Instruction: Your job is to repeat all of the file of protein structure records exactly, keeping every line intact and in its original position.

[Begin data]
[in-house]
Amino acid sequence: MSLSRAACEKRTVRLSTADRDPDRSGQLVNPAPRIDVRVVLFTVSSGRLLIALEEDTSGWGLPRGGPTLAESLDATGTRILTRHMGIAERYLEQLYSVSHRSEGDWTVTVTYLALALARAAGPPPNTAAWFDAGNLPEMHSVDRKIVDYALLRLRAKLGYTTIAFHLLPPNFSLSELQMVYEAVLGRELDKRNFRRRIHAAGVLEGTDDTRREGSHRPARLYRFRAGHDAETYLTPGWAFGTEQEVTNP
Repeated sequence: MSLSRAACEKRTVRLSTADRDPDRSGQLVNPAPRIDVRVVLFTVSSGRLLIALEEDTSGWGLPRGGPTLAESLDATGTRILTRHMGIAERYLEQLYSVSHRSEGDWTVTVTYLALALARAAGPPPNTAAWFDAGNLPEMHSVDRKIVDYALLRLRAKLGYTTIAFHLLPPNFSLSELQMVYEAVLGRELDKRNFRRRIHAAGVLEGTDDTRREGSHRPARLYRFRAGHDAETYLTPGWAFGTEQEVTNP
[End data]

[in-house]
Amino acid sequence: MSLSRAACEKRTVRLSTADRDPDRSGQLVNPAPRIDVRVVLFTVSSGRLLIALEEDTSGWGLPRGGPTLAESLDATGTRILTRHMGIAERYLEQLYSVSHRSEGDWTVTVTYLALALARAAGPPPNTAAWFDAGNLPEMHSVDRKIVDYALLRLRAKLGYTTIAFHLLPPNFSLSELQMVYEAVLGRELDKRNFRRRIHAAGVLEGTDDTRREGSHRPARLYRFRAGHDAETYLTPGWAFGTEQEVTNP
Repeated sequence: MSLSRAACEKRTVRLSTADRDPDRSGQLVNPAPRIDVRVVLFTVSSGRLLIALEEDTSGWGLPRGGPTLAESLDATGTRILTRHMGIAERYLEQLYSVSHRSEGDWTVTVTYLALALARAAGPPPNTAAWFDAGNLPEMHSVDRKIVDYALLRLRAKLGYTTIAFHLLPPNFSLSELQMVYEAVLGRELDKRNFRRRIHAAGVLEGTDDTRREGSHRPARLYRFRAGHDAETYLTPGWAFGTEQEVTNP